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The problem of homelessness in Ireland has turned into a crisis over the last ten years leaving thousands of people without a home. In this essay I will discuss how you are considered homeless in Ireland, causes of homelessness, the increase in homeless families, Ireland’s social housing policy and the Housing First policy and how it’s being used in Ireland.
What is Homelessness?
When referring to homelessness there are two main categories, the visible homeless and the ‘hidden homeless’. According to section 2 of the Housing Act 1988 a person is considered to be homeless if there is no accommodation available that in the opinion of the local authority the person or any person who resides with them can reasonably occupy or remain in occupation of. It also states that a person living in a hospital, county home, night shelter or any other institution because they have no other accommodation is considered homeless, these would fall under the category of visible homeless. The hidden homeless refers to people who are living in squats, sofa-surfing, taking refuge in a domestic violence shelter, it also includes people who sleep rough (Focus Ireland, 2020). These people are not included in the official homeless figures which led to them being referred to as ‘hidden homeless’. Multi-generational households also fall under the hidden homeless category.
It is very hard to determine a definite cause of homelessness as there are many combining factors. If you look at it from a wider view there are two main factors that lead to homelessness, these are structural and personal factors (Focus Ireland, 2020). Structural factors relate to inequality and are deemed to be out of the hands of the individual for example the lack of affordable housing, unemployment and poverty. Personal factors relate to issues that an individual is dealing with such as addiction, mental health issues or family breakdown. (Focus Ireland, 2020). Focus Ireland (2020) states that the dramatic increase in Ireland’s homeless figures are mainly due to structural economic factors. This is in reference to the fact that a large number of families have become homeless in the last ten years due to the lack of affordable housing as there is a heavy reliance on the private rented sector, this coupled with the fact there is an insufficient number of social houses led to a spike in homeless families.
Over the last ten years Ireland’s homeless figures have increased dramatically and consistently every year. The number of homeless people in Ireland has nearly tripled in the last nine years, in 2011 there was a total of 3,808 people living homeless (CSO, 2012) which rose to 10,271 as of January 2020 (Simon Community, 2020). A main factor behind the spike in these numbers is the relatively new phenomenon that the country is experiencing which is a vast number of homeless families. There were 296 homeless families in 2011 (CSO, 2012) and throughout the decade the figures consistently rose every year without adequate intervention which led to the crisis we are experiencing now. In 2015 there was an increase of over 50% from 2011 to 775 homeless families (McVerry et al, 2017) the number continued to rise in 2017 there was 1,442 homeless families (McVerry et al, 2017), the number now stands at 1,611 as of January 2020 (Simon Community, 2020).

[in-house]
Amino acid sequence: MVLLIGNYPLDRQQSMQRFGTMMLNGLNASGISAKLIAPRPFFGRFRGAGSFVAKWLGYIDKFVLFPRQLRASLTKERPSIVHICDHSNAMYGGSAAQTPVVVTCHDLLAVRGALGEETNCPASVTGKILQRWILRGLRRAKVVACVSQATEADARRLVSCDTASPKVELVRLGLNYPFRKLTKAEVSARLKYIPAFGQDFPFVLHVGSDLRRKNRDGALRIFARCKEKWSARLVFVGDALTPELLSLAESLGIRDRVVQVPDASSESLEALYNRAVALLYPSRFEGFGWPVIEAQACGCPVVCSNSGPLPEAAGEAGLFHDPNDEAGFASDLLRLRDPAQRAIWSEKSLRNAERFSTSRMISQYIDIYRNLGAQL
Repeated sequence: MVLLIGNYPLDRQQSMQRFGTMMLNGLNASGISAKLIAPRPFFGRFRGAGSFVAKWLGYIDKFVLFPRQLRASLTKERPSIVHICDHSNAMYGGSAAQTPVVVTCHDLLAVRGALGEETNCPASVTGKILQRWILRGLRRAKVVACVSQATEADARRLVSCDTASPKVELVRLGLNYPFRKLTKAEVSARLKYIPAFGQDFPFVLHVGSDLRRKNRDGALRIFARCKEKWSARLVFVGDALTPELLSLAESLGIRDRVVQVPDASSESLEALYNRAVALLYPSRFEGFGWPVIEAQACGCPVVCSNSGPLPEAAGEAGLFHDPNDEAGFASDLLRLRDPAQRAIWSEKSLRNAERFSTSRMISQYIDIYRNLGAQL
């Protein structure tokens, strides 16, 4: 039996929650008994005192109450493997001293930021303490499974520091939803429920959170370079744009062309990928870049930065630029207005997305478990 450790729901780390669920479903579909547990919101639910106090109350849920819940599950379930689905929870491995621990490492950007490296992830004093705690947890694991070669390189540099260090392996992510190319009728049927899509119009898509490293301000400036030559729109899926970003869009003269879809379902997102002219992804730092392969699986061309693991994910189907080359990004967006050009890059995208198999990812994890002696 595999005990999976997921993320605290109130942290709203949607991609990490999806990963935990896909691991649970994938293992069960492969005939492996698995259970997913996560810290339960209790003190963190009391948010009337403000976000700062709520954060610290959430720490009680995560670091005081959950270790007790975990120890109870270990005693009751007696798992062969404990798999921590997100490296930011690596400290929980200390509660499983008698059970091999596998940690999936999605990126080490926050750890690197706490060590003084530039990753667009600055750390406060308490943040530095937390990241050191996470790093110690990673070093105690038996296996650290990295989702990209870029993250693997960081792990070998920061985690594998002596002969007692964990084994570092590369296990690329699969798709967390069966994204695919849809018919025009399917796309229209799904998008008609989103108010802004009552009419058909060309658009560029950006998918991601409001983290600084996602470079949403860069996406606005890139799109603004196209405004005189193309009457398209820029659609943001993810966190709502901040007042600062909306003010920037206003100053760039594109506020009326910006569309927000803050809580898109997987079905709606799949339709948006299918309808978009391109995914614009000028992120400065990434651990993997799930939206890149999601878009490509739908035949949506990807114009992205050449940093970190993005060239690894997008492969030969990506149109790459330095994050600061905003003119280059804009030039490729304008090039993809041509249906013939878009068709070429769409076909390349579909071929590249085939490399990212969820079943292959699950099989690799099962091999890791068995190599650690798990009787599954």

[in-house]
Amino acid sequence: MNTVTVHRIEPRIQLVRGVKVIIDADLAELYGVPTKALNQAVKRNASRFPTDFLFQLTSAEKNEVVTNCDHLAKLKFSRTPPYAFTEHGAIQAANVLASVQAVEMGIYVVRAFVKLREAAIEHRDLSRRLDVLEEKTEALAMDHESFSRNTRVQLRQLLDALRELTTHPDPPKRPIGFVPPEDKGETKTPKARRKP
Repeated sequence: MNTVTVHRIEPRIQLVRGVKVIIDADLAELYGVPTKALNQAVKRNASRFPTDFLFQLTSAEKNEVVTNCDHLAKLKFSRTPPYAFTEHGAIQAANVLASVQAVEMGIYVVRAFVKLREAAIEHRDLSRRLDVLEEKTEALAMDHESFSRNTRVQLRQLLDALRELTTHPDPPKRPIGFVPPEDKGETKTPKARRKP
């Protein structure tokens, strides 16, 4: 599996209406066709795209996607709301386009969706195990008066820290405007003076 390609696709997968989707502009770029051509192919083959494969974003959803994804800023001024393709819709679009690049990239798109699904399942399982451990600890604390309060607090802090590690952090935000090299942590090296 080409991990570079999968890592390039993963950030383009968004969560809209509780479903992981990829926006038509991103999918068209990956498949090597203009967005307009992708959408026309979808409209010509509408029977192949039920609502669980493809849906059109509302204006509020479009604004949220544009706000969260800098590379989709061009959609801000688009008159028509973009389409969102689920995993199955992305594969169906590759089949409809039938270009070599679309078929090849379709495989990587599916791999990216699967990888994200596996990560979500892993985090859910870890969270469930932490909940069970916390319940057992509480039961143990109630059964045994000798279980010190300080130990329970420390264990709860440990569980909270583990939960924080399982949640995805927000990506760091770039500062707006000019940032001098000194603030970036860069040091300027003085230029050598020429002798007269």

Traditionally in Ireland figures for homeless families would be quite low as families without accommodation could usually rely on the state providing them with accommodation through social housing or they could use rent allowance as a support which would enable them to rent suitable accommodation for themselves and their families. However, due to the worldwide economic crash the social housing budget was cut which meant that less local authority houses were being built for example only 247 local authority houses were built in 2016 (Holland, 2018), this explains the increase in homeless families. People are being forced to wait on housing lists for extended periods of time, in 2016 fifty-nine percent of people on the waiting list for social housing had been on the list for longer than three years. (McVerry et al, 2017). Regarding the private rent sector some families cannot afford to pay their rent as the prices continue to rise even with the assistance of rent allowance, which is leading to them falling into arrears, losing their home and becoming homeless. This has resulted in families having to move into emergency accommodation such as hotels and B&B’s which is not practical especially for families with young children.
In Ireland The Department of the Environment and Local Government are ‘the central authority responsible for national housing policy’ (Curry, 2003), however it is the 90 local authorities who are tasked with providing accommodation for rental to people who are living in inadequate conditions and or providing affordable accommodation to people whose income does not allow them to provide appropriate accommodation for themselves (Curry, 2003). In order to be considered for a local authority house you must be deemed eligibly, to become eligible you must meet the income criteria (Citizens Information, 2017). In Dublin the yearly income to be regarded in need of social housing must not exceed 35,000 euro for a single adult or for a family of three adults and four children the maximum income is 42,000 euro (Citizens Information, 2017), this is the highest threshold in the country the lowest operates in Westmeath and the yearly salary for a single adult must not exceed 25,000 euro and for a family the limit is set at 30,000 euro (Citizens Information, 2017). You must also prove that you have no suitable alternative accommodation available to qualify for social housing (Citizens Information, 2017). If any person within the household has property deemed acceptable to reside in, then you will be deemed as having alternative accommodation, this includes any properties that are being rented out by a member of the household (Citizens Information, 2017).